30. Derek Carty said...

    That’s certainly a possibility, Frank, but in my mind, it is a small concern in comparison to all we have to worry about with guys like Hamilton and Kinsler and the others who will be taken in that area.  While it could happen, I have to ignore it since we really have no proof that this kind of thing will affect Teixeira.  After all, he did pretty well in LA, another big market.

  31. Andrew said...

    I have to say I’m pretty surprised to see that you have A-Rod ahead of Pujols, Derek. Given that you use the probabilistic concept of value – and Mr. Pujols is the definition of consistency – I’d think your valuation system would have Pujols ranked higher, although perhaps A-Rod is only higher after you’ve adjusted for positional scarcity. Do you use THT projections or come up with your own?

  32. chris said...

    i dont understand selecting tex in the first round. i think its foolish to waist a number one pic on a guy who a. has a career ba of 256 in april b. is a notorious second half player. your talking about consistency and hes mister inconsistent when it comes to first half and second half production. also if your expecting a drop in batting avg and considering he puts up a ryan howard like avg in the beginning of the season wouldnt it be smarter to take someone like braun or even a hamilton if they were around at that pick. you will get better power numbers from both those players than u will from tex and being that first base is a deep position why not take someone like votto in a later round somewhere btwn 7-9 who will give you 25-30 hrs 80-90 rbis and around a 300 avg giving you more balance. as you wont find many of’s as skilled as hamilton or braun in those rounds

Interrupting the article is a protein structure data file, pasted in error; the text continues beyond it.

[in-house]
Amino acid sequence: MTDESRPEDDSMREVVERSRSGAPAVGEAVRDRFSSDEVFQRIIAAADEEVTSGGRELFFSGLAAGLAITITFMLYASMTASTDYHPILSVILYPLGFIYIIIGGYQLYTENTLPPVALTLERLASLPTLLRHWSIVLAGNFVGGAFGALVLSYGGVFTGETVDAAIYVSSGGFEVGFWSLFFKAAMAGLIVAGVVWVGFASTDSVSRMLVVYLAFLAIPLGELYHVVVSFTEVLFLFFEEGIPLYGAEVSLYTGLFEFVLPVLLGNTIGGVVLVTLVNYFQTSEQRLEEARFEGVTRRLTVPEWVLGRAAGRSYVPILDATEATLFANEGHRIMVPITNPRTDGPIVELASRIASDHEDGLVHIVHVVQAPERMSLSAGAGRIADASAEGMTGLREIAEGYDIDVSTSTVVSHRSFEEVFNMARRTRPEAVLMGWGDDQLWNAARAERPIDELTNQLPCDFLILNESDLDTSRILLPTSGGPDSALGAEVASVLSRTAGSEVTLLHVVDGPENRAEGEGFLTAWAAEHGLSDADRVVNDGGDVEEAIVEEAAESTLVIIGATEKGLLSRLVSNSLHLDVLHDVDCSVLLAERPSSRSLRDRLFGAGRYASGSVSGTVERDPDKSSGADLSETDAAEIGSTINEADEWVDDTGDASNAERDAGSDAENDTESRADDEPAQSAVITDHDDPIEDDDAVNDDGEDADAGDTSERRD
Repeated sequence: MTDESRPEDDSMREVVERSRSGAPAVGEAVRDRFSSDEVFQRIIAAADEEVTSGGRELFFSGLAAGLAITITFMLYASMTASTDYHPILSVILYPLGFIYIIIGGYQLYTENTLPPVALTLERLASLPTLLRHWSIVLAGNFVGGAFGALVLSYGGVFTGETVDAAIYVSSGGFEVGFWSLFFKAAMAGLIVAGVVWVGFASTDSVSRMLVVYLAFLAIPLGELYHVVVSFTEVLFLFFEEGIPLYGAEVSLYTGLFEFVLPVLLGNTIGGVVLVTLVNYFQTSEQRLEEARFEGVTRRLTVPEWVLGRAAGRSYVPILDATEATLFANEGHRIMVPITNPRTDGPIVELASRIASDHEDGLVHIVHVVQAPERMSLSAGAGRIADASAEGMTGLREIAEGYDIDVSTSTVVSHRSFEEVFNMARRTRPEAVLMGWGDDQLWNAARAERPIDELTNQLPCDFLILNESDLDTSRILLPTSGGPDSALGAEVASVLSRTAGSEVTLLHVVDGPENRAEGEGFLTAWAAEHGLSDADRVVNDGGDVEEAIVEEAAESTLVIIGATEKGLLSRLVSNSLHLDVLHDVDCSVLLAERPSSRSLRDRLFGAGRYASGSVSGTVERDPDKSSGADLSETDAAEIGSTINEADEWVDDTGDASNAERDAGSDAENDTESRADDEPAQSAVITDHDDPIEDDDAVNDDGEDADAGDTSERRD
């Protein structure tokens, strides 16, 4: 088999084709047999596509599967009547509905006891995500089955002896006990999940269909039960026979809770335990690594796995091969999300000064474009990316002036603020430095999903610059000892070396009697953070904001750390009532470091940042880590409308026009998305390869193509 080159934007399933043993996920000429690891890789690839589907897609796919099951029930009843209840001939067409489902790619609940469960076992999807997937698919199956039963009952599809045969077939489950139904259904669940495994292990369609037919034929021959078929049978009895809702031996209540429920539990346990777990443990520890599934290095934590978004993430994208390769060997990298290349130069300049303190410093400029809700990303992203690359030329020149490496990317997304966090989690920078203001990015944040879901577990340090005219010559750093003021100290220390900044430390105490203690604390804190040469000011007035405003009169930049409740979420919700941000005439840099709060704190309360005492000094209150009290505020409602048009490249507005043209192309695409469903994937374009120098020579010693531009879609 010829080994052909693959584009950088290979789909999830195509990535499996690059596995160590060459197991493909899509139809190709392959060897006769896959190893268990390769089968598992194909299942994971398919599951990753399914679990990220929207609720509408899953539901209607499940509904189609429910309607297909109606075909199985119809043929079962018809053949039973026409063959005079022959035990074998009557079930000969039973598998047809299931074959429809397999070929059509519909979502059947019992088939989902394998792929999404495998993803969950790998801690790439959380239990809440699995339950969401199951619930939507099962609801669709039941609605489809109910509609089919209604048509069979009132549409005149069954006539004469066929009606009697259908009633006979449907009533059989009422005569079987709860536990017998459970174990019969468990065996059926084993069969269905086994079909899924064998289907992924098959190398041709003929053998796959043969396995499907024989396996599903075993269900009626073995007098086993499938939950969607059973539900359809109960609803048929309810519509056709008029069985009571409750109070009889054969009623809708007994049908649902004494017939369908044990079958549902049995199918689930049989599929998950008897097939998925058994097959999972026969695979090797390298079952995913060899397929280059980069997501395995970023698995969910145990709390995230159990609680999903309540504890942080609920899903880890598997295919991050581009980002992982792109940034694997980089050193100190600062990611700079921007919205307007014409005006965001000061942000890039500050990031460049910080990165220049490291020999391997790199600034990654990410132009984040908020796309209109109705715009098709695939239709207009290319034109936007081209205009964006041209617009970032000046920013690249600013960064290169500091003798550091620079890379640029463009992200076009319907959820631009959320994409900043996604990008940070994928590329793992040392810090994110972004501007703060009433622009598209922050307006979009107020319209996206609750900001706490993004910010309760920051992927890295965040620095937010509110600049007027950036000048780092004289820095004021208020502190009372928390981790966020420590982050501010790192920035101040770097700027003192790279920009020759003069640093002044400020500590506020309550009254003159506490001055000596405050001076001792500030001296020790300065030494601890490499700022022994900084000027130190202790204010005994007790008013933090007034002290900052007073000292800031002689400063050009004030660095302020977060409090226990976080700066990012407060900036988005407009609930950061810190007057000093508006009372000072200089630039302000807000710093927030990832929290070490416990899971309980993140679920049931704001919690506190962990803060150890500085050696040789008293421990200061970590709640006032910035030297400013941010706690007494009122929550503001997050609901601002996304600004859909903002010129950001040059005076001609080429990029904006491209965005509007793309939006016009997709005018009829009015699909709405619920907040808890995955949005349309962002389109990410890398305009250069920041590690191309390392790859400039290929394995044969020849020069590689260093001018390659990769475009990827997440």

33. Derek Carty said...

    That’s not coming from any projection system.  That was simply my rough estimate as to where I expect I’ll be taking them in March.  Position scarcity was taken into account, though I couldn’t begrudge anyone for taking Pujols #1.

    I see what you’re saying, but it’s not sound to make generalizations like Teixeira’s April and 2nd Half trends you pointed out.  This is something I should probably address in a full article, but these kinds of things are mostly nonsense and hold no weight.